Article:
College National Finals Rodeo
The College National Finals Rodeo (CNFR) takes place yearly in Casper, Wyoming during the second week of June. It is where the National Intercollegiate Rodeo Association (NIRA) crowns year-end individual champions in saddle bronc riding, bareback riding, bull riding, tie-down roping, steer wrestling, team roping, barrel racing, breakaway roping, and goat tying. The CNFR also awards national team championships to both men’s and women’s teams.
Contestants compete all year in one of the NIRA’s 11 regions for a chance to participate in the CNFR. The top three students in each event and the top two men’s and women’s teams from the region qualify for the CNFR.
This year’s men’s team championship went to Panola Junior College in Carthage, Texas, earning first out of 54 teams. Unfortunately, UT-Martin men’s team was 54th.
The women’s team championship was earned by McNeese State University in Lake Charles, Louisiana, taking first out of 36 teams. The University of Arkansas-Monticello placed 18th and Murray State University in Murray, Kentucky earned 29th place.
View this year’s schedule and daily results in each event at: https://cnfr.com
Also read more and see photos from this year’s CNFR at the Casper Star Tribune: https://trib.com/sports/rodeo/
Nothin’ But Try Scholarship
The Casper Star Tribune published a moving story about a remarkable UT Martin cowboy, Weston Hamilton, who was this year’s recipient of the Shane Drury Nothin’ But Try scholarship. The scholarship is a $25,000 grant given annual to a student through the NIRA. It was awarded to Hamilton for overcoming family adversity in his pursuit of rodeo. Hamilton lost his father at age 5, and he recently completed his freshman season of bareback riding for UT Martin.
Hamilton grew up in Tellico Plains, Tennessee. Hamilton and his brother went through some very tough times growing up, with a father who had a drug habit he couldn’t shake, which eventually led to his death.
But one of the positive things he remembers about his dad was watching him compete as a bulldogger. Hamilton’s mother was opposed to her son doing anything but watching rodeo, but Hamilton rode for the first time in a junior rodeo. He got hooked and wanted to ride in bareback events at Tellico Plains High School.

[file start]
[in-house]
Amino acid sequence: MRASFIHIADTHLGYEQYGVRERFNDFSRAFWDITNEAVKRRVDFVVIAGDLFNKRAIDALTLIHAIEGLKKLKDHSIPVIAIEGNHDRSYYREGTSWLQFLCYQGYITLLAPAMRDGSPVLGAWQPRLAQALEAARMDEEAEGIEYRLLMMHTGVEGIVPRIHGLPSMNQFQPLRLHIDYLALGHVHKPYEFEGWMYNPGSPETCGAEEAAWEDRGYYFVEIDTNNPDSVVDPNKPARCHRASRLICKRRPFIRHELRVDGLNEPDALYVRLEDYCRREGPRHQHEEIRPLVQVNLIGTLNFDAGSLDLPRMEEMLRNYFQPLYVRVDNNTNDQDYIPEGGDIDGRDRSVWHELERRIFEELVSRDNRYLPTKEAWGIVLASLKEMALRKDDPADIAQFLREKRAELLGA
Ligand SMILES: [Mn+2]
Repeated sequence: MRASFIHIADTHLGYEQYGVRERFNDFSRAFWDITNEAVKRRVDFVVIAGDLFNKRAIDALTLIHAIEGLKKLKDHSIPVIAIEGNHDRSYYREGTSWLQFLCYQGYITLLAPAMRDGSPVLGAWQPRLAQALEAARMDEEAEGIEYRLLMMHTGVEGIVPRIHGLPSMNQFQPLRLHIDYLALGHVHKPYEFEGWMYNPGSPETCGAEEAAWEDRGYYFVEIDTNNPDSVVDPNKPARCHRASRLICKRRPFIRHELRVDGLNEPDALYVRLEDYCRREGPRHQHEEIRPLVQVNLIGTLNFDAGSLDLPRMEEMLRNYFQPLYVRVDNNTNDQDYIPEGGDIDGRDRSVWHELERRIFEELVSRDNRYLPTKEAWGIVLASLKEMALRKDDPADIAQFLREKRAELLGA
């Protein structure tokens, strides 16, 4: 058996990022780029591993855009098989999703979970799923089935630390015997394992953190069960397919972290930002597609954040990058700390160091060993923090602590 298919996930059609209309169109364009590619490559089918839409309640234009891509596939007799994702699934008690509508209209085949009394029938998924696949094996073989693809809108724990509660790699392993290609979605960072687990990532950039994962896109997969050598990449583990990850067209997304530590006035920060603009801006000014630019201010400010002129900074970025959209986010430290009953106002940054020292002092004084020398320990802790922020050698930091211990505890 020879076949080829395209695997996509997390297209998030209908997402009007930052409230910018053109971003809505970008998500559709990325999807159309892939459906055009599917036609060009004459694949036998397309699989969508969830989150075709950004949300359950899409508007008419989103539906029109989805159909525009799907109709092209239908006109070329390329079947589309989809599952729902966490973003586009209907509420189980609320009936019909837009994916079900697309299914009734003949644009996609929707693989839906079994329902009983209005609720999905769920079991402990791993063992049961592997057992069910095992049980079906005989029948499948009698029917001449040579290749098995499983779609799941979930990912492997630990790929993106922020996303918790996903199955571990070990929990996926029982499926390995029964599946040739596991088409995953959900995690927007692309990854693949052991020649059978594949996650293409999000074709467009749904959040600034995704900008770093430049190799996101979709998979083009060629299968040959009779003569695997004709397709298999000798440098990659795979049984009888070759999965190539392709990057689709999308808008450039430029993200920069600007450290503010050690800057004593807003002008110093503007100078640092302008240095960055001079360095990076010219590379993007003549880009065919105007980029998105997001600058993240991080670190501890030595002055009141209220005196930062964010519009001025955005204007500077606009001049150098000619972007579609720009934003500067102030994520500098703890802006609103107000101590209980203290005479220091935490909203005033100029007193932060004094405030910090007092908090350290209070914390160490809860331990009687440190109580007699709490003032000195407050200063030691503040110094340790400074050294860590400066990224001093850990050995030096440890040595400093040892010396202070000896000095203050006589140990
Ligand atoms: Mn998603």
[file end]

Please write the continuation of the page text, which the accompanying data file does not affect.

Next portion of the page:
Hamilton’s mother wouldn’t sign the release papers for high school rodeo competition, but he forged his mother’s signature and drove himself to nearly all the high school rodeo competitions. He eventually qualified for the National High School Finals Rodeo.
But rodeo took its toll, as Hamilton sustained multiple broken bones in his back and neck. He began to concentrate more on his academics and finished high school with a 4.2 GPA and was the salutatorian of his class. His ACT score of 31 opened many opportunities for college.
Hamilton eventually returned to the sport of rodeo, which his father got him interested in, as he continued to try to make his own way, which is ultimately why Hamilton was chosen as the recipient of this scholarship. Established in memory of former national college bull riding champion Shane Drury, who fought through three bouts of cancer to continue riding and judging at rodeos before he died from the disease in 2006, the Nothin’ But Try scholarship has been awarded every year since Drury’s death to a student-athlete that’s been dealt numerous setbacks but has never given up the pursuit of rodeo.
Read the full story about UT Martin cowboy Weston Hamilton here: https://trib.com/sports/rodeo/tennessee-martin-s-hamilton-overcomes-tough-past-eyes-rodeo-future/article_bad81541-e426-5ef2-8b3e-d7af69bc49f5.html
Potter, Davis. 2019. “Tennessee-Martin’s Hamilton overcomes tough past, eyes rodeo future.” Casper Star Tribune. June 15.
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